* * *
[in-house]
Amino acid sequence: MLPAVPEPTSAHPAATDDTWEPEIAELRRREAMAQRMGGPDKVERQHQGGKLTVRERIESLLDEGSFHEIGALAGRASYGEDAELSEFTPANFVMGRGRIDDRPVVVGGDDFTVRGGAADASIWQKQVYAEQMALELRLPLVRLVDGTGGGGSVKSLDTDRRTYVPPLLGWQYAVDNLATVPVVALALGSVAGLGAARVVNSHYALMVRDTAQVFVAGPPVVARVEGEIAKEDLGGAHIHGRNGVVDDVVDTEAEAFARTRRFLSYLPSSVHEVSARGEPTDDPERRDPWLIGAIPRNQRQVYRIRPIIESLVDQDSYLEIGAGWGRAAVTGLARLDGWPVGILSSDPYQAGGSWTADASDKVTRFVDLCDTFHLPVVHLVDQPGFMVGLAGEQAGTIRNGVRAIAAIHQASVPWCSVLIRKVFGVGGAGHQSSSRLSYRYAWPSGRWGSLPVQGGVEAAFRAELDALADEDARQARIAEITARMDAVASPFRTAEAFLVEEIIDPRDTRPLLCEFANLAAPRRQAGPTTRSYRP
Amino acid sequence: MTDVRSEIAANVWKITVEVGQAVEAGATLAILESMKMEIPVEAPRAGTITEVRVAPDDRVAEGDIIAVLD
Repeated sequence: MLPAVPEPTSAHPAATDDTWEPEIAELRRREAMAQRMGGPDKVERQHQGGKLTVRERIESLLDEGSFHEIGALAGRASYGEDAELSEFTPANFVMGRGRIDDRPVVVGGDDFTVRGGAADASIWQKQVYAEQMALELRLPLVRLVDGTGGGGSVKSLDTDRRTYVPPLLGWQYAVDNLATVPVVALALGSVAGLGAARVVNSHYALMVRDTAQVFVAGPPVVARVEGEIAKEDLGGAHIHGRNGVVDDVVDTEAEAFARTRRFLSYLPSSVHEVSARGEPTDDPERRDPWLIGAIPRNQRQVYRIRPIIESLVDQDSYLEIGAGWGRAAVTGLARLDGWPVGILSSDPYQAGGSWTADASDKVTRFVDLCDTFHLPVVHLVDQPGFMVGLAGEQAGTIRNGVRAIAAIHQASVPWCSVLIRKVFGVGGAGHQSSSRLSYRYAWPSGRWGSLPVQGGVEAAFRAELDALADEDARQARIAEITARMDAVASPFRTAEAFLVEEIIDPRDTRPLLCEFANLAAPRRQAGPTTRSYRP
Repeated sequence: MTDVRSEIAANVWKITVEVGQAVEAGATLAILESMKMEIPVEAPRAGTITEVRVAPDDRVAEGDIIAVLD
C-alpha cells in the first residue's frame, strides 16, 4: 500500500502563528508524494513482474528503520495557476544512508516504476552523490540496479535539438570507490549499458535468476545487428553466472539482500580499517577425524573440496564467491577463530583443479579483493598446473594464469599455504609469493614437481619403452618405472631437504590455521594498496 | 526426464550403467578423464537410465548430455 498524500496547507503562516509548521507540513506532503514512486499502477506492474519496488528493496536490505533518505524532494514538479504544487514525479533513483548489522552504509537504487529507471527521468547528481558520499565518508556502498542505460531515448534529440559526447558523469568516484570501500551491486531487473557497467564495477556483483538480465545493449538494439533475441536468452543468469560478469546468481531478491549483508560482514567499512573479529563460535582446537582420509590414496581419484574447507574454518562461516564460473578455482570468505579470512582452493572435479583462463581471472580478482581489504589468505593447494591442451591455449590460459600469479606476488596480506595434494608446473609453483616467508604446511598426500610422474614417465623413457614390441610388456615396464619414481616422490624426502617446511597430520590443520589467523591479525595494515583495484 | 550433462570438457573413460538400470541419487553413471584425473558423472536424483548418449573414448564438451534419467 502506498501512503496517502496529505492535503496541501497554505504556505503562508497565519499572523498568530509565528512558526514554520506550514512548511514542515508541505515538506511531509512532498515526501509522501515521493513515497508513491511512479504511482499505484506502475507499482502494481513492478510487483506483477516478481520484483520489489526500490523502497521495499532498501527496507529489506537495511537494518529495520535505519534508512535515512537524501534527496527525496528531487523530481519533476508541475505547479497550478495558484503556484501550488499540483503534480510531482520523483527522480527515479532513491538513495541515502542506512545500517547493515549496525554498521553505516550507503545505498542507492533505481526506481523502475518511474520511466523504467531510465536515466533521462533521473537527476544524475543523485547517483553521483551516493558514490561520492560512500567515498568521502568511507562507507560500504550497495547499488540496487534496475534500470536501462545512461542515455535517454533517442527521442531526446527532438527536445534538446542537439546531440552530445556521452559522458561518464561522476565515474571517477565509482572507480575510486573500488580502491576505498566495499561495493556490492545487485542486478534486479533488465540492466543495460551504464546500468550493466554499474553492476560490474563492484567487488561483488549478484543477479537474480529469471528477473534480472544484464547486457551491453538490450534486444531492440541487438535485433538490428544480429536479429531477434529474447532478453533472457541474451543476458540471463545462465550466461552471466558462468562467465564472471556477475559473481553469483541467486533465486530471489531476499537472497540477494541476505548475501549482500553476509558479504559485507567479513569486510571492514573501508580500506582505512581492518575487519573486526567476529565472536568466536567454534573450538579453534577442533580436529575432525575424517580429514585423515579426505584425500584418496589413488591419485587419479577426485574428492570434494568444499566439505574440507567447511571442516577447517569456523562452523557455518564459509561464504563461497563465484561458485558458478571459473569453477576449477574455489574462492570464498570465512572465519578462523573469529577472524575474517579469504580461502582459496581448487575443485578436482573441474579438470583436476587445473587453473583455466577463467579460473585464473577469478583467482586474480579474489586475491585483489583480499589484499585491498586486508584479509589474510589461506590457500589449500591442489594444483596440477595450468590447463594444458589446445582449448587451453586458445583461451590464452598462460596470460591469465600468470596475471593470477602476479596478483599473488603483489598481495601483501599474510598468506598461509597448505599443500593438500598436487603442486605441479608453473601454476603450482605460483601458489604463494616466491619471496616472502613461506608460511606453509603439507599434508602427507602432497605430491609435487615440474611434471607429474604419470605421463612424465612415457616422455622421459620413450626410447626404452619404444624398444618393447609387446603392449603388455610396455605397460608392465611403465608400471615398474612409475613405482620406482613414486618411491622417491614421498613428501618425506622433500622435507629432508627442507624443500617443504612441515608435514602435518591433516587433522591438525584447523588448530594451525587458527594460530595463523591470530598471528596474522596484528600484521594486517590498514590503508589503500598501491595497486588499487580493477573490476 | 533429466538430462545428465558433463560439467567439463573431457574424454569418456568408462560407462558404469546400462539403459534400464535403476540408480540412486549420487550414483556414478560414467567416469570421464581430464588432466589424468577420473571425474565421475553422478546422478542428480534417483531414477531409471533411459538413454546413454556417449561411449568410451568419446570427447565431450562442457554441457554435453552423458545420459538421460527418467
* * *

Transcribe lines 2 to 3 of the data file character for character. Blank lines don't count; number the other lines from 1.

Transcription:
Amino acid sequence: MLPAVPEPTSAHPAATDDTWEPEIAELRRREAMAQRMGGPDKVERQHQGGKLTVRERIESLLDEGSFHEIGALAGRASYGEDAELSEFTPANFVMGRGRIDDRPVVVGGDDFTVRGGAADASIWQKQVYAEQMALELRLPLVRLVDGTGGGGSVKSLDTDRRTYVPPLLGWQYAVDNLATVPVVALALGSVAGLGAARVVNSHYALMVRDTAQVFVAGPPVVARVEGEIAKEDLGGAHIHGRNGVVDDVVDTEAEAFARTRRFLSYLPSSVHEVSARGEPTDDPERRDPWLIGAIPRNQRQVYRIRPIIESLVDQDSYLEIGAGWGRAAVTGLARLDGWPVGILSSDPYQAGGSWTADASDKVTRFVDLCDTFHLPVVHLVDQPGFMVGLAGEQAGTIRNGVRAIAAIHQASVPWCSVLIRKVFGVGGAGHQSSSRLSYRYAWPSGRWGSLPVQGGVEAAFRAELDALADEDARQARIAEITARMDAVASPFRTAEAFLVEEIIDPRDTRPLLCEFANLAAPRRQAGPTTRSYRP
Amino acid sequence: MTDVRSEIAANVWKITVEVGQAVEAGATLAILESMKMEIPVEAPRAGTITEVRVAPDDRVAEGDIIAVLD